NASA must revamp its astrobiology strategy if it to make progress tackling the question of whether life exists beyond Earth. That is according to a report issued on 10 October by the National Academies of Sciences, Engineering, and Medicine (NASEM), which recommends that the space agency increase collaboration with other scientific disciplines as well as with organizations inside and outside the government.
The report – An Astrobiology Strategy for the Search for Life in the Universe – says that recent advances in astrobiology have been helped by rapid advances in detecting exoplanets in the so-called habitable zone that could support liquid water on their surfaces. Of particular interest are the seven planets of the relatively nearby TRAPPIST-1 system that was detected by TRAPPIST and other telescopes. That research, the report states, “has matured the search for evidence of life beyond the solar system enough to warrant taking the next steps toward the discovery of life on exoplanets”.
The 196-page report states that future missions – such as the Transiting Exoplanet Survey Satellite, the Atmospheric Remote-sensing Infrared Exoplanet Large-survey and the Wide Field Infrared Survey Telescope – will advance the characterization of potential “exoEarths”. Yet zeroing in on the detection of life will demand advanced technologies – such as coronagraphs and star shades – that deliver three to four times the resolution of the James Webb Space Telescope, which is due to launch in 2021.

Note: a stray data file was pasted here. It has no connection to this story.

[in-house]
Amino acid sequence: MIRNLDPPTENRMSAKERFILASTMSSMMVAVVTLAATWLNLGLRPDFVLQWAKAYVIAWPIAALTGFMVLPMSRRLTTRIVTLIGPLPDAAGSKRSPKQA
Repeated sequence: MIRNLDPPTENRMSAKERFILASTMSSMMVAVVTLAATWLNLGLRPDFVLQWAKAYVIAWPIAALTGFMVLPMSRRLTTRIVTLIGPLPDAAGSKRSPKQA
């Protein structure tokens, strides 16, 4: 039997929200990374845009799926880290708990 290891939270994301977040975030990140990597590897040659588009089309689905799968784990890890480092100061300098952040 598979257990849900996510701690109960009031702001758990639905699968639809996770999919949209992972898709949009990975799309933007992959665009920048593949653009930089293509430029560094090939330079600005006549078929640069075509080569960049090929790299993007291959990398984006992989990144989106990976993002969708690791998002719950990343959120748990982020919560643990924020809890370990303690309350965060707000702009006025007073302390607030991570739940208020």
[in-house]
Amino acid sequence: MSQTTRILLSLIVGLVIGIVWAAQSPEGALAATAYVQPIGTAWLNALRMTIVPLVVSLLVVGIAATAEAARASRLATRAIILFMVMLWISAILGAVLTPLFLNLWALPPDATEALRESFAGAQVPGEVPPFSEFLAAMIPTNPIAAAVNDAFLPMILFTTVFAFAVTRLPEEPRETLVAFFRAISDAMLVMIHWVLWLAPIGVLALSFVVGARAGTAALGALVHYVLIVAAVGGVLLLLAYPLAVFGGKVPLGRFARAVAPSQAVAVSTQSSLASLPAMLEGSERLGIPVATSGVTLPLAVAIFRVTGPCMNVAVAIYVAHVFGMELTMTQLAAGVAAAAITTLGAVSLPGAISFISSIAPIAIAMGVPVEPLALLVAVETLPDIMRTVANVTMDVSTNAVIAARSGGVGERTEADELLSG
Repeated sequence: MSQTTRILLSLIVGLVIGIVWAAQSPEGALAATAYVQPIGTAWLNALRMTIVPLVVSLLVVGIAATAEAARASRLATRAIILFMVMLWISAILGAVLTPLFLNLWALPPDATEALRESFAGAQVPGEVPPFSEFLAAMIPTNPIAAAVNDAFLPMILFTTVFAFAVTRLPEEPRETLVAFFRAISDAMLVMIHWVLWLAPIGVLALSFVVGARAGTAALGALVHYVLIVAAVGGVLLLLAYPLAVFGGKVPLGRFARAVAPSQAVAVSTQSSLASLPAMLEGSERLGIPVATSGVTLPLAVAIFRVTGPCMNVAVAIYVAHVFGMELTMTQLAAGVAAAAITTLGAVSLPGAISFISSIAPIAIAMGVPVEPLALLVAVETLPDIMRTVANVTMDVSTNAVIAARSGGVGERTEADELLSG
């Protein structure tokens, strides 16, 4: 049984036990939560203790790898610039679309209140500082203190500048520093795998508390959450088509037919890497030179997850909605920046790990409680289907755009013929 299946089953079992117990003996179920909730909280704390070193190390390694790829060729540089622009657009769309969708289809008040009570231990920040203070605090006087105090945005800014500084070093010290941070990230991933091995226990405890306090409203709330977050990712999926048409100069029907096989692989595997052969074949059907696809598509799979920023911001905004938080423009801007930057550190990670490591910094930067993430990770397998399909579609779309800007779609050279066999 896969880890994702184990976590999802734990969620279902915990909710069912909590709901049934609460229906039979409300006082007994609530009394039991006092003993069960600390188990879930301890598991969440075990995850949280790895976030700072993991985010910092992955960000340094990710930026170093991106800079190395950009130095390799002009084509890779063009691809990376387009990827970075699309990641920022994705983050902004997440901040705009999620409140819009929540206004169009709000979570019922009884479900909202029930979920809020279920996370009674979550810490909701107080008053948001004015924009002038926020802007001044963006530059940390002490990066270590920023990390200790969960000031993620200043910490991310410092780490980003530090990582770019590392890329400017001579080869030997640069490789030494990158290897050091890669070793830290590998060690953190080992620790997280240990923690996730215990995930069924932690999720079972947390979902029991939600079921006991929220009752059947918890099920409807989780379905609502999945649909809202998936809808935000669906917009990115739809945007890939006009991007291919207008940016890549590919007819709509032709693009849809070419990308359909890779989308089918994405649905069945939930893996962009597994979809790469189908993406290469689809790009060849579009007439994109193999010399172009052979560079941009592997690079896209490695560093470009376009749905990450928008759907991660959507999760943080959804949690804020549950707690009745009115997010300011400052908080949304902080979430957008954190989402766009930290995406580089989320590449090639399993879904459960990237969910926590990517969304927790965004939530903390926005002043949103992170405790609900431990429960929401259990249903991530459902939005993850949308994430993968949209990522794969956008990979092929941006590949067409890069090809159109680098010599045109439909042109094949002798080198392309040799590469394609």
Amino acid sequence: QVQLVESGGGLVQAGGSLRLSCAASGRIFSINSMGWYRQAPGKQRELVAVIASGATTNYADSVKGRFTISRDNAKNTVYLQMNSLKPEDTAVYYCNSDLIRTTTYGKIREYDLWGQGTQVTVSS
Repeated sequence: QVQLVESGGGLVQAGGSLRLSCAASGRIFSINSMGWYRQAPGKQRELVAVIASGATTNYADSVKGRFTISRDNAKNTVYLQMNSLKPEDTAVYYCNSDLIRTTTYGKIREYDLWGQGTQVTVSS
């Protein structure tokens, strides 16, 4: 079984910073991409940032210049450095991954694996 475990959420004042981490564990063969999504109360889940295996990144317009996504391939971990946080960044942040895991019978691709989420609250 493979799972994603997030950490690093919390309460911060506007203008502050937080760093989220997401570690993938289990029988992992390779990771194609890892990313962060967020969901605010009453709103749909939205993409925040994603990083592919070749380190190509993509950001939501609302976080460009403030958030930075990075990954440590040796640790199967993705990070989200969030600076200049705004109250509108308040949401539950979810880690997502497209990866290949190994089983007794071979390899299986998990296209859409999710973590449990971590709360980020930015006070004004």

Just as important, the report notes, is the definition of habitability, which currently involves spotting the potential for liquid water. “Water is important, but we need to look at the interplay of multiple parameters, such as temperature and pressure and the way that habitability is the result of those parameters,” says panel chair Barbara Sherwood Lollar from the University of Toronto. That leads to the concept of “dynamic habitability” – what Sherwood Lollar calls “an evolving continuum, not a hit-or-miss issue”. Recent studies of subsurface life on Earth have added strength to that approach, including the idea of “slow life” that draws from chemosynthetic rather than photosynthetic processes.
Indeed, to cover all the possible types of life forms, the report recommends that NASA should support research on “agnostic biosignatures” to detect life different from what we are familiar with. “NASA should not just go for water and methane,” adds Alan Boss of the Carnegie Institution for Science, who is a member of the NASEM panel. Sherwood Lollar adds that future NASA missions should integrate astrobiology requirement “right at the beginning of mission [design]”.
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The 17-strong NASEM panel also calls on NASA to look beyond its traditional boundaries in terms of academic collaborations and financial support. “The existence of technologies outside of the space industry – for instance biomedical applications and artificial intelligence – that could be used in the search for life provide prime areas for establishing partnerships with the commercial sector,” the report states. Boss puts it more pithily. “We don’t expect one agency or one nation to answer the question of whether we are alone,” he says. “So we encourage NASA to partner on it.”